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Saudi Aramco Offers Some Details on Coming Stock Offering

Saudi Aramco, the world’s largest oil company, took another step on its lengthy path to a stock market listing on Saturday, saying that it would announce a final price for its shares on Dec. 5, with trading expected to start in mid-December.

The company’s 658-page prospectus was released a week after Aramco formally announced plans to sell shares on the local Saudi stock exchange known as the Tadawul.

The initial public offering by Aramco, probably the most world’s most profitable company, may wind up being the largest ever, exceeding the nearly $22 billion raised by Alibaba, the Chinese e-commerce giant, in 2014. But it still may fall short of the expectations raised by Crown Prince Mohammed bin Salman when he first announced his plans for the offering more than three years ago.

The document did not specify the total percentage of the company it would sell. While it said up to 0.5 percent of the company’s shares would be set aside for individual investors, the percentage for institutional investors, which might include oil companies from China and other countries, will be determined by whether the prince and his advisers can strike deals with them.

The prince initially said the company would be valued at around $2 trillion. Some analysts are now skeptical of that valuation. Bernstein, a Wall Street research firm, on Monday pegged the company’s value at $1.2 trillion to $1.5 trillion. The prince had also said the stock would trade on a prestigious international exchange like New York or London, but such a listing has been postponed, with some analysts questioning whether it will ever occur.

There are also deeper concerns about the extent to which the interests of new investors in the company will be protected. With only a small percentage of the company’s shares likely to be publicly traded, the Saudi government will remain by far the largest shareholder and, analysts say, can largely do as it wishes with an organization that generates much of the government’s revenue.

Geoffrey Heal, a professor of energy economics at Columbia Business School, said that potential investors had to weigh the trade-offs between Aramco’s enormous, low-cost oil resources and questions about how the company might be managed in the future.

“There is a lot of oil there, and it is high quality oil, ” he said, “but everything else is pretty negative about this.”

Mr. Heal said that Aramco faced many risks, including the geopolitical dangers in the Middle East, demonstrated by the aerial attacks in September on two major Aramco production facilities, and the potential for declining demand for oil because of concerns about climate change.

Indeed, the prospectus acknowledges that “terrorism and armed conflict may materially and adversely affect” Aramco and its share price in the future.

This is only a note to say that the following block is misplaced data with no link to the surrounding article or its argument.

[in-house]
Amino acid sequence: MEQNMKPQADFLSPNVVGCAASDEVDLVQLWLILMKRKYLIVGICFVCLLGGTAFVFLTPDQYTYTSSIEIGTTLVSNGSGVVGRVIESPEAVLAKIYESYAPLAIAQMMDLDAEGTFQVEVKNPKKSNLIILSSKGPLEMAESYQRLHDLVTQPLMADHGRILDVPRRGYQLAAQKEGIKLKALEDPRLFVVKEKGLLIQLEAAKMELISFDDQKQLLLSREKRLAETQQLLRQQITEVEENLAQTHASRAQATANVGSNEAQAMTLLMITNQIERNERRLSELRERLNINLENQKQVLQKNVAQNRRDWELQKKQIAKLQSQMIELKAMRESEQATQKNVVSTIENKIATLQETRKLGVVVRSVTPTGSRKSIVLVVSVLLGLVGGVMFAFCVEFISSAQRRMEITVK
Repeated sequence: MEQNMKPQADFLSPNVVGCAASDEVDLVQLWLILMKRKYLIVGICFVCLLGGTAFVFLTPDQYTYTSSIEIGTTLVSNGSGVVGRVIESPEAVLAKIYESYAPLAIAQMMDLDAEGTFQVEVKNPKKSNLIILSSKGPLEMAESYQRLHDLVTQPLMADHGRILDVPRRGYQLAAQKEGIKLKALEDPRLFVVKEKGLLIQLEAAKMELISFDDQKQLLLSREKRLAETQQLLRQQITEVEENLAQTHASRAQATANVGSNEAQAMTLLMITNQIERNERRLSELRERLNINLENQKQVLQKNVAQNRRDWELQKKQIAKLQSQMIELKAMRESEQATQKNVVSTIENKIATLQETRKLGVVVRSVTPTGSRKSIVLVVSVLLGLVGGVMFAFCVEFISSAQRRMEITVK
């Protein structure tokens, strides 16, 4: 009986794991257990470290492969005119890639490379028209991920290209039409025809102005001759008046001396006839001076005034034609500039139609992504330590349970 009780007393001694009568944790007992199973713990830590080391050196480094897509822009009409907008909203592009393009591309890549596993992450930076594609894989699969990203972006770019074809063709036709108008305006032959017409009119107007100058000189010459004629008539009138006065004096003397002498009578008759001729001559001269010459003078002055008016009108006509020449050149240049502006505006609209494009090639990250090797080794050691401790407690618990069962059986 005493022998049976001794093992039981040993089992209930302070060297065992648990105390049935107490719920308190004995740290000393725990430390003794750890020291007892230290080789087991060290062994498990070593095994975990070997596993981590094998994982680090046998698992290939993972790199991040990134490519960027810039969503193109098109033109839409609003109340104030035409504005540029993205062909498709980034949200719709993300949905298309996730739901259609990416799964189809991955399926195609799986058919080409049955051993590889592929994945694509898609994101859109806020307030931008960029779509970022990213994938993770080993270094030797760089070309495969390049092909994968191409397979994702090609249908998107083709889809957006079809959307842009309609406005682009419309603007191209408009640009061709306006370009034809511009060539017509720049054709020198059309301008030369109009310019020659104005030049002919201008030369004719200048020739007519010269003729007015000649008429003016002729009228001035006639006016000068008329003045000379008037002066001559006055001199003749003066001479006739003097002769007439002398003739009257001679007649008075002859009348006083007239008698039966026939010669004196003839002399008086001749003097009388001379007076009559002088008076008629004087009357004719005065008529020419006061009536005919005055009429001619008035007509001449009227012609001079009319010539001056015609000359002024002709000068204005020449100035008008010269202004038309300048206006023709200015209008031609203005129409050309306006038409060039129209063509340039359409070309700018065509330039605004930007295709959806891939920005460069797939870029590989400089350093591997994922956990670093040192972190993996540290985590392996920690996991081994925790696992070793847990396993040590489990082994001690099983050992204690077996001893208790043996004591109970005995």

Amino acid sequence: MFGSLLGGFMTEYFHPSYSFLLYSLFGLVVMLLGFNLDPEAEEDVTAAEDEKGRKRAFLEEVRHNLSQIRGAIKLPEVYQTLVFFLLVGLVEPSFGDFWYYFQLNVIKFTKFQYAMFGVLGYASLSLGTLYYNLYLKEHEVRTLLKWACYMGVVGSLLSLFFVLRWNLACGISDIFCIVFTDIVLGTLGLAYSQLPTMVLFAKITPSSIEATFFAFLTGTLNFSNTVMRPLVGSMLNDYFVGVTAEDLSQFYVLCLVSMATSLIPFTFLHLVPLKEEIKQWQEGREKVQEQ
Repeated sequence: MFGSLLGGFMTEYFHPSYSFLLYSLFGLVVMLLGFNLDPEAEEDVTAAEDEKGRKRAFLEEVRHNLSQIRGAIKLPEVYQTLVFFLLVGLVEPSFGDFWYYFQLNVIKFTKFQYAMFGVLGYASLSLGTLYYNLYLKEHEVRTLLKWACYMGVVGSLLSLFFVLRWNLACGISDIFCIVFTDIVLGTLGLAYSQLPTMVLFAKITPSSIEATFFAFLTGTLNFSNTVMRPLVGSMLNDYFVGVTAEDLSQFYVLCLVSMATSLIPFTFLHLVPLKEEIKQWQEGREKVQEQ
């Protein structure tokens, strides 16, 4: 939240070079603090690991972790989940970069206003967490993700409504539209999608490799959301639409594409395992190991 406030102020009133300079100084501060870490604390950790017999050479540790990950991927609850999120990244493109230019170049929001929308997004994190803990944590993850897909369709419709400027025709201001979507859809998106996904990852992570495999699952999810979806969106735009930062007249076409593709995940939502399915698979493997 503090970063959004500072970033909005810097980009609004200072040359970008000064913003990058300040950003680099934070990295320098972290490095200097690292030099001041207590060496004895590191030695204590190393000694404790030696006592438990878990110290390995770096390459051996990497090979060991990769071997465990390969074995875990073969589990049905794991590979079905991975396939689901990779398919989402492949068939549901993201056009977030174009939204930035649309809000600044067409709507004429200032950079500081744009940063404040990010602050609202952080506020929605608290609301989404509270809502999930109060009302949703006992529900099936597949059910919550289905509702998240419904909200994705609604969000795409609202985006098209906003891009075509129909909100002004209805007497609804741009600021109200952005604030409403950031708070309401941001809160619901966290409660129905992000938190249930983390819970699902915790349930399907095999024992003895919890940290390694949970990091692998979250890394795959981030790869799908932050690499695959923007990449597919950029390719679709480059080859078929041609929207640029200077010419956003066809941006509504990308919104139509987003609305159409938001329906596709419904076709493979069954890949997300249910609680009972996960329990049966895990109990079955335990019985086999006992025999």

The prospectus details a series of recent attacks, including the ones in September, and concludes that others could have a serious impact on the company’s “business, financial position and results of operations” as well as discourage investors from buying the shares.

The company also acknowledged that growth in demand for oil has been slower than global economic growth in recent years because of factors like gains in fuel efficiency and the emergence of alternative energy sources like wind and solar and electric vehicles.

Growth in demand for oil is likely to level off by 2035, according to the document, but it adds that the market share of low-cost producers like Saudi Arabia is likely to increase. The kingdom, the document forecasts, will probably be able to produce increasing amounts of oil until 2050.

For investors, Mr. Heal said, the most immediate threat could be rising oil supplies. A surge in oil supplies from the United States as well as other producers like Brazil, Canada, Norway and Guyana may drive prices down. In that case, the company might struggle to earn sufficient profits to pay the substantial dividends of $75 billion a year that it has promised investors.

“Profits could be lower than we think,” Mr. Heal said.

Aramco said in the prospectus that the company “is committed to delivering sustainable and growing dividends to its shareholders” through ups and downs in oil prices. The company even says the government is prepared to forgo a portion of its dividends so that nongovernment shareholders receive payouts based on the $75 billion total.

Still, Aramco has felt the effects of lower oil prices this year. Already, earnings for the first nine months of 2019 are running 18 percent lower than in the same period a year ago. Lower output and the disruption caused by September’s attacks also probably played a role.

Stuart Joyner, an analyst at Redburn, a market research firm, said that in some respects Aramco is not being managed like BP or Royal Dutch Shell, which, he said, produce whatever oil they can to earn as much cash as possible for shareholders.

Instead, in recent years, the Saudi government has been throttling back Aramco’s production as part of a coordinated effort with OPEC and other producers, including Russia, to prop up prices.

But now that there will be outside investors, “that does create a conflict of interest and an uncertainty in governance at the heart of this company,” Mr. Joyner said.

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